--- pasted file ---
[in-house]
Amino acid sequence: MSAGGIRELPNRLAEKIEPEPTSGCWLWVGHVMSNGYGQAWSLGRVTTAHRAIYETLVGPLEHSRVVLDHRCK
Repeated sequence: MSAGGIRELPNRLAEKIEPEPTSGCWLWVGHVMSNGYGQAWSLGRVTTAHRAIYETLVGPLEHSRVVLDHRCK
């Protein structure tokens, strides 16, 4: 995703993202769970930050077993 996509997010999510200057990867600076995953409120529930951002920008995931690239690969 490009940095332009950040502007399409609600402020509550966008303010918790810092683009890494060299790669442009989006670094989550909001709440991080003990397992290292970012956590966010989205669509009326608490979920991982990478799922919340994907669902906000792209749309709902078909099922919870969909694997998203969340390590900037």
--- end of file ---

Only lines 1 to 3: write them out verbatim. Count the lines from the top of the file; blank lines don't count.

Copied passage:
[in-house]
Amino acid sequence: MSAGGIRELPNRLAEKIEPEPTSGCWLWVGHVMSNGYGQAWSLGRVTTAHRAIYETLVGPLEHSRVVLDHRCK
Repeated sequence: MSAGGIRELPNRLAEKIEPEPTSGCWLWVGHVMSNGYGQAWSLGRVTTAHRAIYETLVGPLEHSRVVLDHRCK